I don't know exactly what Urbanski does to make the ensemble sound like 60-80 individuals coming together as one organism, and I'm unsure of the ingredient that made the Brahms so intense, so commanding, and completely unforgettable, but whatever it is that Urbanski did, the ISO needs it for each concert. They don't need to settle for just a good concert, but go for profound concerts, concerts that affect you, that make impressions on people, that reach out and tug at you with their intensity and integrity.

The way Urbanski led, and the way the ISO followed this weekend reminded me of Venzago, whenever he conducts Ravel's La Valse. He was so attuned to that work, and it was HIS, and in that, it became the orchestra's as well. It was almost magical to hear them play that work, because it seemed to flow so naturally from them all. Urbanski was so similar in that sense with the Brahms. He owned it, mastered it, and that seemed to flow right to the orchestra.

The day of the concert, I was chatting with one of the ISO musicians, and they stated that the performance would be one of their best, ever. I didn't take much stock in such a statement. I actually didn't believe him at all. Not that I didn't the orchestra was capable of it, but that's such a lofty thing to say. Yet that performance is some of their best playing I've heard yet (on a side note--I also heard another orchestra that weekend that was also giving some of their best playing--apparently is was the weekend to Play Your Best). It wasn't just good, but it was POTENT, and left an incredibly lasting impression on me.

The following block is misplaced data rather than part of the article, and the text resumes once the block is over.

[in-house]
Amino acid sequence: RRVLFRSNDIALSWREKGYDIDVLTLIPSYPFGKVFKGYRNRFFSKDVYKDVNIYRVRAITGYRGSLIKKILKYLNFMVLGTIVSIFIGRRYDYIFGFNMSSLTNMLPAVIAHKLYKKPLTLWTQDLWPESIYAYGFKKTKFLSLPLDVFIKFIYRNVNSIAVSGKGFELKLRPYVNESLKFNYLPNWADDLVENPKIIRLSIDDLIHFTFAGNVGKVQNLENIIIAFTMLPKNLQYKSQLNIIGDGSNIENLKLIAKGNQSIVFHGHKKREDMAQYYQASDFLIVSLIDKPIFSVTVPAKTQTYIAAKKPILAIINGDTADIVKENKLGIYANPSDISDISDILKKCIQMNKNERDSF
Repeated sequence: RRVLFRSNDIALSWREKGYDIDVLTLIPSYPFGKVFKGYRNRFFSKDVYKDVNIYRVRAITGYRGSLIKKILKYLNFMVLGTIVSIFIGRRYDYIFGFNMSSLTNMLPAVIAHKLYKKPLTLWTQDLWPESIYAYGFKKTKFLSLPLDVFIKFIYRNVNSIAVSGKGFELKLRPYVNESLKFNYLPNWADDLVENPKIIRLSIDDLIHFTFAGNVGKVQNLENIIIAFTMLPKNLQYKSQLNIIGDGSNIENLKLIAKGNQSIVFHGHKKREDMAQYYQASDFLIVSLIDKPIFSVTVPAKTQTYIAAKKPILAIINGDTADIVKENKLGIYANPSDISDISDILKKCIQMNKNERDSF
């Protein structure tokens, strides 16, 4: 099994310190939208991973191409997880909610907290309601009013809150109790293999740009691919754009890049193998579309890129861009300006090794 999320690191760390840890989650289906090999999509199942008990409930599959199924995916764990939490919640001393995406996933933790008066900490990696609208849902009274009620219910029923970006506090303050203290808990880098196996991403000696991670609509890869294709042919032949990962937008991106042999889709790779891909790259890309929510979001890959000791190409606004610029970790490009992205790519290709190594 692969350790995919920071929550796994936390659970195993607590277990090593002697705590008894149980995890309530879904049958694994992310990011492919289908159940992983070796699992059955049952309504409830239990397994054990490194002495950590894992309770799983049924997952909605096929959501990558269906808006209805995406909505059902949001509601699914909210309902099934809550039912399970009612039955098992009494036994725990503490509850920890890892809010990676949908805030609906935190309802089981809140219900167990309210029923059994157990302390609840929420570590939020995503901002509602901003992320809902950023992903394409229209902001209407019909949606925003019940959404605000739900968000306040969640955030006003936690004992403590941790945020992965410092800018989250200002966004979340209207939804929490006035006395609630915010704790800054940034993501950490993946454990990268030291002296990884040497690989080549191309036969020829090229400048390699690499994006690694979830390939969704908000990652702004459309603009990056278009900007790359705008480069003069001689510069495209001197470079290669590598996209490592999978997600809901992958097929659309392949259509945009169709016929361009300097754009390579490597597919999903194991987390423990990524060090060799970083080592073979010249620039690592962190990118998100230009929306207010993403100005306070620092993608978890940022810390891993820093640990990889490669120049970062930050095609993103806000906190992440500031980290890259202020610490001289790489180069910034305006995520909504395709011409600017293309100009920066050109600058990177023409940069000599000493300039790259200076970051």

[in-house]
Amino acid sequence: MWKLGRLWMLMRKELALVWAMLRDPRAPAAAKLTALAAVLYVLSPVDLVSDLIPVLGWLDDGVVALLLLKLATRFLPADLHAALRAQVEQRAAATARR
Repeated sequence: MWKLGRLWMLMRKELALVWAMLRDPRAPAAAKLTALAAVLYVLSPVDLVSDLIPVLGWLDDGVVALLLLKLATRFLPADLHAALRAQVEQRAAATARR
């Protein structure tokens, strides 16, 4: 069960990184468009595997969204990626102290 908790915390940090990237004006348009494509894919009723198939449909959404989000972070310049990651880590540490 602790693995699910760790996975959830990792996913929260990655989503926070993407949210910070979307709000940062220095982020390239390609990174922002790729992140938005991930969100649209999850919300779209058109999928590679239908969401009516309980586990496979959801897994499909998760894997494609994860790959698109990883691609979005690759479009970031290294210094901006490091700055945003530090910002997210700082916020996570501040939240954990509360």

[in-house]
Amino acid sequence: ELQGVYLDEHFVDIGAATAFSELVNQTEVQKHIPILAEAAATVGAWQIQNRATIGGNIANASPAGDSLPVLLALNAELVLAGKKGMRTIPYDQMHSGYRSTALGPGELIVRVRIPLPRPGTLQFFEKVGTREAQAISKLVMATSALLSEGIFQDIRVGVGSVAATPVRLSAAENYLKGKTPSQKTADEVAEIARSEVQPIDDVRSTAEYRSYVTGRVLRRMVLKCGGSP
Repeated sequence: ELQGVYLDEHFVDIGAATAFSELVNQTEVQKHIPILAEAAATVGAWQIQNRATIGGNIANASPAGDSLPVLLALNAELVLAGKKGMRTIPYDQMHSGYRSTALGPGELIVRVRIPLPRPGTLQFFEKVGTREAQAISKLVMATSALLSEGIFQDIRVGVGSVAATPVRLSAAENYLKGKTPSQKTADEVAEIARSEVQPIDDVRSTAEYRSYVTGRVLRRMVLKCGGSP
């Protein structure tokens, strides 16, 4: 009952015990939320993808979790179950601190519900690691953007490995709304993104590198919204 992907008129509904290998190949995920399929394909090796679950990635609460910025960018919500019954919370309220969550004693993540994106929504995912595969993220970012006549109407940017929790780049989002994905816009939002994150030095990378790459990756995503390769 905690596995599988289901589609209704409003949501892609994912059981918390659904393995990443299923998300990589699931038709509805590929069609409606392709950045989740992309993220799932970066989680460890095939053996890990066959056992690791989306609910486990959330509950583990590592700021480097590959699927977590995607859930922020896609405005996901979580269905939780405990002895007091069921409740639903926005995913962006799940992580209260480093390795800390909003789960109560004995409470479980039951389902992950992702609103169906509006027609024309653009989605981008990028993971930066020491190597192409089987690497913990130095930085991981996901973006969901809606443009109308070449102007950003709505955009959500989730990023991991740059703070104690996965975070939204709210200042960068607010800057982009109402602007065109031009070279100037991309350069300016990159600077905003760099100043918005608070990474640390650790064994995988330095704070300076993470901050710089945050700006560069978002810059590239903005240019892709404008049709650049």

So now the trick, is for the ISO to carry this throughout the season. It's completely doable, no matter the repertoire. They've set the standard--the bar is set HIGH. They have a genius at the helm in Urbanski, and each musician knows what it takes to produce a concert as good as this weekend's---if they've done it once, it can certainly be done again. I want more of these kinds of concerts, please!

Sunday, April 27, 2014

Encouragement in the Form of Beethoven 9

I've been working on Beethoven 9 ever since I entered college. I bet many a bassist could say that. That fantastic symphony is chock full of great parts, and it's a blast to play. I can't begin to think how much I've worked on various parts of it, but especially the fourth movement.  I never played the piece in context though; I've never played it in an orchestra....until this past weekend!

I was definitely pumped to be playing Beethoven 9, FINALLY. Part of me was slightly apprehensive though. I have an audition coming up soon, and one that has caused me more stress than I could have ever imagined. So adding Beethoven to my list of things to do seemed almost unwise. I accepted the gig anyway though---I didn't want to miss out on this opportunity. 

About the stress: I feel like I've been fighting an uphill battle with the bass as of late. I've been struggling with the most bizarre pains in my left arm. Chiropractic work has helped a lot, but it's been slow going progress. I haven't been able to practice too long, and to avoid any more pain/damage, I've gone to taking a couple days off at a time. When I DO practice, I feel like everything sounds like elephants farting or something. My poor intonation is pervasive, my left hand fingers are always jumbled up, and it's amazing that I even know to hold a bow. 

Then there's the general stress of an audition. This one is a bit different than others, for reasons that don't matter. It's one that I care even more deeply about, but am having a very hard time thinking positively about. If anything, I've been discouraged, which is an odd feeling for me.